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Install Realm - Android SDK

MongoDB Realm's Android SDK enables you to build apps for the following platforms:

  • Android
  • Wear OS
  • Android Automotive OS
  • Android TV
  • Android Things

This page details how to install Realm in your project and get started.

  • Android Studio version 1.5.1 or higher.
  • JDK version 7.0 or higher.
  • An emulated or hardware Android device for testing.
  • Android API Level 16 or higher (Android 4.1 and above).

MongoDB Realm only supports the Gradle build system. Follow these steps to add the MongoDB Realm Android SDK to your project.

A note on ProGuard

Because MongoDB Realm provides a ProGuard configuration as part of the MongoDB Realm library, you do not need to add any MongoDB Realm-specific rules to your ProGuard configuration.


Create or open your project in Android Studio. Select the "Project" view in the top-left panel:

The project view is in the top-left panel.

Open the project-level build.gradle file:

Location of the project-level build.gradle file.

First, add the following repositories to your project:

Paste the Realm classpath into the buildscript.dependencies block:

classpath "io.realm:realm-gradle-plugin:10.8.0"

When done, your project-level build.gradle should look something like this:


Expand the app folder on the "Project" view in the top-left panel to reveal the application files. Open the application-level build.gradle file in this folder:

Location of the application-level build.gradle file.

If your application uses the Kotlin programming language, you need to apply the kotlin-kapt plugin:

apply plugin: 'kotlin-kapt'

Apply the realm-android plugin near the top of your application level build.gradle file:

apply plugin: 'realm-android'
Application Order Matters

Application order matters for android plugins. Because the realm-android plugin depends upon the kotlin-kapt plugin for applications written in Kotlin, you must apply the realm-android plugin after the kotlin-kapt plugin if your application uses the Kotlin programming language.

If your application uses sync, you must enable the sync features of the Android SDK here:

realm {
syncEnabled = true

When done, your application-level build.gradle file should look something like this:

Enabling Sync is Optional

The Realm Android SDK includes functionality that allows you to sync data between mobile applications and a MongoDB Realm backend. If your application only uses local Realm Database, you can omit the following snippet from your application level build.gradle file to disable that functionality at the SDK level:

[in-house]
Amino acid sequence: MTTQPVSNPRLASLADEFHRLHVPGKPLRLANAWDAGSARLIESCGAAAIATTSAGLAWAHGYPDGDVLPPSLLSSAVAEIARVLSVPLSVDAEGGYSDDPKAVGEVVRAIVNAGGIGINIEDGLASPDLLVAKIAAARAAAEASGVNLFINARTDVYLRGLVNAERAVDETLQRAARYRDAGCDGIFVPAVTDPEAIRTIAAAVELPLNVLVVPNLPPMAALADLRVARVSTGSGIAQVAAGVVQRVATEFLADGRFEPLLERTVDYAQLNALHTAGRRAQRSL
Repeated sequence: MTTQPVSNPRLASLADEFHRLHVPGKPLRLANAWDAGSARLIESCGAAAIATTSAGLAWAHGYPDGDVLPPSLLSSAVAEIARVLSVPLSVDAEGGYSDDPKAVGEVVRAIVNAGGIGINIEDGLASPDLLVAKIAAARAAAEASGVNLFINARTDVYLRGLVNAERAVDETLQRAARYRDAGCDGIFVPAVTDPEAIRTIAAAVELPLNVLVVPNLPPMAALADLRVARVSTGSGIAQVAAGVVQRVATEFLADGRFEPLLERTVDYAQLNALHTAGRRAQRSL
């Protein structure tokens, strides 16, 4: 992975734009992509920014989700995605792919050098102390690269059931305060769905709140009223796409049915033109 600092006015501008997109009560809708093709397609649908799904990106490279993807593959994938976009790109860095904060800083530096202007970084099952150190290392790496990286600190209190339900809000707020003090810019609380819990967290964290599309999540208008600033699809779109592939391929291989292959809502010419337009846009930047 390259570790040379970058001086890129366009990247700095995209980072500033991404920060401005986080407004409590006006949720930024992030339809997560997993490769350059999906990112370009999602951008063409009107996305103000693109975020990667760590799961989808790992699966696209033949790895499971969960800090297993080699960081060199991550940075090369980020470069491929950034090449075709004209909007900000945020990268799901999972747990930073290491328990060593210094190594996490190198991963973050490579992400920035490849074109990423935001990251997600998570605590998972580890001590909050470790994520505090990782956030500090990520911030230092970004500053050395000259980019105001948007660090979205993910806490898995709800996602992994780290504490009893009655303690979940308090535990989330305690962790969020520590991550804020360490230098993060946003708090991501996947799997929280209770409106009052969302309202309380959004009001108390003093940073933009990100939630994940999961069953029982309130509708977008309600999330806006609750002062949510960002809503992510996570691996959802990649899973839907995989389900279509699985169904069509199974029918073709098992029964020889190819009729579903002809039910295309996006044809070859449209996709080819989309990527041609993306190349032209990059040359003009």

realm {
syncEnabled = true

Now that you have updated the build.gradle files, resolve the dependencies by clicking File > Sync Project with Gradle Files.

Once Android Studio has resolved the dependencies, you can get started with Realm. Import the Realm SDK with this import statement in your .java or .kt files:

Once your app is built for release and split for distribution, the SDK should only add about 800KB to your APK in most cases. The releases are significantly larger because they include support for more architectures, such as ARM7, ARMv7, ARM64, x86, and MIPS. The APK file contains all supported architectures, but the Android installer only installs native code for the device’s architecture. This means that the installed app is smaller than the size of the APK file.

You can reduce the size of the Android APK itself by splitting the APK into a version for each architecture. Use the Android Build Tool ABI Split support by adding the following to your build.gradle:

android {
splits {
abi {
enable true
include 'armeabi-v7a', 'arm64-v8a', 'x86', 'x86_64'

Select the architectures that you’d like to include to build a separate APK for each.

See also:

If you don’t want to handle multiple APKs, you can restrict the number of architectures supported in a single APK. This is done by adding abiFilters to your build.gradle:

android {
defaultConfig {
ndk {
abiFilters 'armeabi-v7a', 'arm64-v8a', 'mips', 'x86', 'x86_64'
See also:

For more details about ABI splits and filters, see Controlling APK Size When Using Native Libraries.

Realm uses a Gradle plugin because it makes it easier to set up a large number of dependencies. Unfortunately this also makes it a bit harder to ignore specific transitive dependencies.

If you want to customize Realm beyond what is exposed by the plugin, you can manually set up all the dependencies and ignore the Gradle plugin. The following example demonstrates how to set up the SDK for an Android application using Kotlin manually:

buildscript {
ext.kotlin_version = '1.5.21'
ext.realm_version = '10.8.0'
repositories {
dependencies {
classpath "io.realm:realm-transformer:$realm_version"
classpath "org.jetbrains.kotlin:kotlin-gradle-plugin:$kotlin_version"
apply plugin: ''
apply plugin: 'kotlin-android'
apply plugin: 'kotlin-kapt'
import io.realm.transformer.RealmTransformer
android.registerTransform(new RealmTransformer(project))
dependencies {
api "io.realm:realm-annotations:$realm_version"
api "io.realm:realm-android-library:$realm_version"
api "io.realm:realm-android-kotlin-extensions:$realm_version"
kapt "io.realm:realm-annotations-processor:$realm_version"
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